The school, which has already been rated Good by Ofsted inspectors, supports the transformation of individual life chances for students and has had an immediate impact on local families, with a range of community groups using the building during evenings and weekends. The distinctive ethos of the school is an art school ethos, an approach where children and staff at the school learn through making in all subject areas, across a broad and balanced school curriculum.
Speaking of the RIBA South West win, Chair of the jury for the awards, Keith Brownlie said:
“Schools should not have to cost so little, nor be built so quickly that their key driver is the satisfaction of ever more aggressive government targets. Given that they are, one can only hope that they deliver as much as this building does, (and thereafter that their success is not used to justify squeezing budgets and programmes further). The first and lasting lesson that is taught here is that our cities are, in general, blandly monochromatic. Large colourful buildings are normally limited to out of town retail parks without much to justify them other than shameless branding.”
“When bright, saturated colour is thoughtfully applied to a full urban block the effect is mesmerising. This is not however a throwaway gesture – the pivotal location of the site between port and city and the school’s wide community use make a celebratory building seems wholly appropriate. Nor is the colour a diversionary tactic – the school’s ‘teaching through art’ agenda in itself justifies a visual response and the building’s form and elevation treatment are highly civilised despite a limited and economic material palette.”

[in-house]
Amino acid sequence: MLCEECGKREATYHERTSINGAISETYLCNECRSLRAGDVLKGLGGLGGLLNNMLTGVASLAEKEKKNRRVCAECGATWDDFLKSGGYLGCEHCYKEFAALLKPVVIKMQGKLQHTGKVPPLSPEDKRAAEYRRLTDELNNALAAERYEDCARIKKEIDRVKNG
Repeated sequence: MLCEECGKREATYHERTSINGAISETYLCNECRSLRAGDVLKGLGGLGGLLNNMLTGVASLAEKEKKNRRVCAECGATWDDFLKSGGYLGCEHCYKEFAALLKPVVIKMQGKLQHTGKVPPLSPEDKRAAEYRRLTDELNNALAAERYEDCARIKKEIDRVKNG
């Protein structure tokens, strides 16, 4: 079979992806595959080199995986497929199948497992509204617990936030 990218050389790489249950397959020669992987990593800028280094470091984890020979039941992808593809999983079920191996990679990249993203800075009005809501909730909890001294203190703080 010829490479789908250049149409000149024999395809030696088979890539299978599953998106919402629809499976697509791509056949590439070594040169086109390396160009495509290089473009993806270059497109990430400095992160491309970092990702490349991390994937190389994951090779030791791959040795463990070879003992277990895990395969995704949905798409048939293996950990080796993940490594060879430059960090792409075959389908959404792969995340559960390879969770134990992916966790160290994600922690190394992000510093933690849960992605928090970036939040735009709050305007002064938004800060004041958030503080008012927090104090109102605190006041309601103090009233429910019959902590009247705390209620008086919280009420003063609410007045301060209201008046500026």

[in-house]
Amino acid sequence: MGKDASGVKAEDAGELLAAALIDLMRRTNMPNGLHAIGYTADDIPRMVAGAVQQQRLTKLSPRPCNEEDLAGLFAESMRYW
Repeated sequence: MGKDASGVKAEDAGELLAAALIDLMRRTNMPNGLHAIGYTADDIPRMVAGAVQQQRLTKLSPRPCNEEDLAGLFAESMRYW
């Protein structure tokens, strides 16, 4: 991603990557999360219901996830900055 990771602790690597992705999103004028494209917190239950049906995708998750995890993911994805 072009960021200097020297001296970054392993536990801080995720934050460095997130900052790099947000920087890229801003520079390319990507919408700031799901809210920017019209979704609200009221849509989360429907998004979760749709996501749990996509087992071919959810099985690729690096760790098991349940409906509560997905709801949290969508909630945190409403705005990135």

“The very loose structure necessary for teaching hundreds of children of every age in a largely open plan environment is arrestingly unconventional. This is a complex and challenging project made to look rather effortless in practice. Quality and consistency of architectural thinking is evident throughout, and the building delivers an impressive and significant addition to the cityscape. This is an intelligent design and the architects’ success in delivering a great project on an extraordinarily constrained budget and programme is recognised and applauded by the jury.”
Last October, Sir Nicholas Serota, Director of Tate formally opened the Red House and applauded those involved in the project:
“I want to congratulate the college principal, school headmaster and the governors of Plymouth College of Art for having the vision and strength to persuade the world that you can make a school that is rooted in imagination, creativity and the arts, and produce students who will be able to face the 21st century and who will bring to it a whole new way of looking at the world.”
Plymouth College of Art first began working with Feilden Clegg Bradley Studios in 2011, undertaking a master plan for the college’s city centre site and long-term vision for creative education in Plymouth. This process led to the creation of the college’s Craft, Design and Fabrication Workshops, which houses state-of-the-art facilities including Jewellery studios, Printed Textile Design workshop spaces, Glass-blowing house, Ceramics space, FabLab and a specialist purpose-built, triple-height, north light drawing studio.
Last year the Craft, Design and Fabrication Workshops, which were officially opened by creative visionary Sir John Sorrell, were shortlisted in the Building of the Year Category at the Michelmores Property Awards.